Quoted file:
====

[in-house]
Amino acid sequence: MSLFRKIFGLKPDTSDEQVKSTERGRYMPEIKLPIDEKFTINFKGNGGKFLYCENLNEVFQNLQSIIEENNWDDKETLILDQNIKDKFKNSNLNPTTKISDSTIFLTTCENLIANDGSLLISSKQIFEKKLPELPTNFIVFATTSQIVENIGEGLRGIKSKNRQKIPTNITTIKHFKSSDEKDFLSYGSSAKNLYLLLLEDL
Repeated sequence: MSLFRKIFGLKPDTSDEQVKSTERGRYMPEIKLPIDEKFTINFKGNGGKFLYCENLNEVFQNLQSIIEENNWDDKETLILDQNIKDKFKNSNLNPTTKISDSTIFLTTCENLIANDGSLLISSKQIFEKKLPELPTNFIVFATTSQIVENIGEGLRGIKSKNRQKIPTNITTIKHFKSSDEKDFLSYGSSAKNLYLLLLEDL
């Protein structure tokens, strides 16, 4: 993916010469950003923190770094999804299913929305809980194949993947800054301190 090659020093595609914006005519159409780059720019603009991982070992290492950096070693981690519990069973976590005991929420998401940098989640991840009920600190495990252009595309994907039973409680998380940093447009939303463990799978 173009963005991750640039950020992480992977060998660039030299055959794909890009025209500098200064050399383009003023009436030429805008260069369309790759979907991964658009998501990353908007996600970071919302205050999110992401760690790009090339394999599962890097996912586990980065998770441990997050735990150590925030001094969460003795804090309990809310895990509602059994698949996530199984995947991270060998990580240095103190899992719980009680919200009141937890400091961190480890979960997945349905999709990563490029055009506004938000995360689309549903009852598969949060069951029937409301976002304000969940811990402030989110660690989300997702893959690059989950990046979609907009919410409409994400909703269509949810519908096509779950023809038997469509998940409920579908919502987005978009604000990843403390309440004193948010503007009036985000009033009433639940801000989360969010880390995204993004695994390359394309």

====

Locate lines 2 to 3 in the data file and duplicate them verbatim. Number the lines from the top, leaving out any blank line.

Amino acid sequence: MSLFRKIFGLKPDTSDEQVKSTERGRYMPEIKLPIDEKFTINFKGNGGKFLYCENLNEVFQNLQSIIEENNWDDKETLILDQNIKDKFKNSNLNPTTKISDSTIFLTTCENLIANDGSLLISSKQIFEKKLPELPTNFIVFATTSQIVENIGEGLRGIKSKNRQKIPTNITTIKHFKSSDEKDFLSYGSSAKNLYLLLLEDL
Repeated sequence: MSLFRKIFGLKPDTSDEQVKSTERGRYMPEIKLPIDEKFTINFKGNGGKFLYCENLNEVFQNLQSIIEENNWDDKETLILDQNIKDKFKNSNLNPTTKISDSTIFLTTCENLIANDGSLLISSKQIFEKKLPELPTNFIVFATTSQIVENIGEGLRGIKSKNRQKIPTNITTIKHFKSSDEKDFLSYGSSAKNLYLLLLEDL